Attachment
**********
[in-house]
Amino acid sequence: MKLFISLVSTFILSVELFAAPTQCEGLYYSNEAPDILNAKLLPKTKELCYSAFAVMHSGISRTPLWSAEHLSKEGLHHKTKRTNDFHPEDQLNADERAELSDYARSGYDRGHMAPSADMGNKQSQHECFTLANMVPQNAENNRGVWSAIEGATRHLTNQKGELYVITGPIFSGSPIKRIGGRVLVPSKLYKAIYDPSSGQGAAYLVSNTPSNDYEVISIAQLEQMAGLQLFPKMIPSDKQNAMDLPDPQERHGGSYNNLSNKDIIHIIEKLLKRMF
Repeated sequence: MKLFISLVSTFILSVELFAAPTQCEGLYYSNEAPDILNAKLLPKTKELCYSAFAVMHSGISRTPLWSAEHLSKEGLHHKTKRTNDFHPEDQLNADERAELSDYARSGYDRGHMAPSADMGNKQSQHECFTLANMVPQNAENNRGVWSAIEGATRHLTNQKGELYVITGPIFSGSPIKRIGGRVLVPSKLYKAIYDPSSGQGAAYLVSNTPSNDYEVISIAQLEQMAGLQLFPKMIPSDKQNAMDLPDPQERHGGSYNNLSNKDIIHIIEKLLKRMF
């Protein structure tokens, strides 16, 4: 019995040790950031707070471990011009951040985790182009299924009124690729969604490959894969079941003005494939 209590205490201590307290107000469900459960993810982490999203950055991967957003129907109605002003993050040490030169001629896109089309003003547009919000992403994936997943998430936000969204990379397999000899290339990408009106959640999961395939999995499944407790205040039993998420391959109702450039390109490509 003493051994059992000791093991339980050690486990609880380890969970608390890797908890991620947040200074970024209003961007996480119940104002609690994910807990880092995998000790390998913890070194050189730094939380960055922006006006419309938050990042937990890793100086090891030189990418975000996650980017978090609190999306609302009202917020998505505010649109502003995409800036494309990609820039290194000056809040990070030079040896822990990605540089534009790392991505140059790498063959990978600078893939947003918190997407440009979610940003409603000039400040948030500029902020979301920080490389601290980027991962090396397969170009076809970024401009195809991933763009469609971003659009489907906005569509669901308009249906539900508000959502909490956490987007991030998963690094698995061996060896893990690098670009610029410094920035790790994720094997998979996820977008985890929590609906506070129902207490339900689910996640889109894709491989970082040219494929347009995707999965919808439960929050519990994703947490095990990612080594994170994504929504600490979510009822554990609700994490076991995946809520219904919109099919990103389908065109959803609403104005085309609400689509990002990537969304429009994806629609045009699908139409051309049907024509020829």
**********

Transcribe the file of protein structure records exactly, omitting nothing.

[in-house]
Amino acid sequence: MKLFISLVSTFILSVELFAAPTQCEGLYYSNEAPDILNAKLLPKTKELCYSAFAVMHSGISRTPLWSAEHLSKEGLHHKTKRTNDFHPEDQLNADERAELSDYARSGYDRGHMAPSADMGNKQSQHECFTLANMVPQNAENNRGVWSAIEGATRHLTNQKGELYVITGPIFSGSPIKRIGGRVLVPSKLYKAIYDPSSGQGAAYLVSNTPSNDYEVISIAQLEQMAGLQLFPKMIPSDKQNAMDLPDPQERHGGSYNNLSNKDIIHIIEKLLKRMF
Repeated sequence: MKLFISLVSTFILSVELFAAPTQCEGLYYSNEAPDILNAKLLPKTKELCYSAFAVMHSGISRTPLWSAEHLSKEGLHHKTKRTNDFHPEDQLNADERAELSDYARSGYDRGHMAPSADMGNKQSQHECFTLANMVPQNAENNRGVWSAIEGATRHLTNQKGELYVITGPIFSGSPIKRIGGRVLVPSKLYKAIYDPSSGQGAAYLVSNTPSNDYEVISIAQLEQMAGLQLFPKMIPSDKQNAMDLPDPQERHGGSYNNLSNKDIIHIIEKLLKRMF
């Protein structure tokens, strides 16, 4: 019995040790950031707070471990011009951040985790182009299924009124690729969604490959894969079941003005494939 209590205490201590307290107000469900459960993810982490999203950055991967957003129907109605002003993050040490030169001629896109089309003003547009919000992403994936997943998430936000969204990379397999000899290339990408009106959640999961395939999995499944407790205040039993998420391959109702450039390109490509 003493051994059992000791093991339980050690486990609880380890969970608390890797908890991620947040200074970024209003961007996480119940104002609690994910807990880092995998000790390998913890070194050189730094939380960055922006006006419309938050990042937990890793100086090891030189990418975000996650980017978090609190999306609302009202917020998505505010649109502003995409800036494309990609820039290194000056809040990070030079040896822990990605540089534009790392991505140059790498063959990978600078893939947003918190997407440009979610940003409603000039400040948030500029902020979301920080490389601290980027991962090396397969170009076809970024401009195809991933763009469609971003659009489907906005569509669901308009249906539900508000959502909490956490987007991030998963690094698995061996060896893990690098670009610029410094920035790790994720094997998979996820977008985890929590609906506070129902207490339900689910996640889109894709491989970082040219494929347009995707999965919808439960929050519990994703947490095990990612080594994170994504929504600490979510009822554990609700994490076991995946809520219904919109099919990103389908065109959803609403104005085309609400689509990002990537969304429009994806629609045009699908139409051309049907024509020829």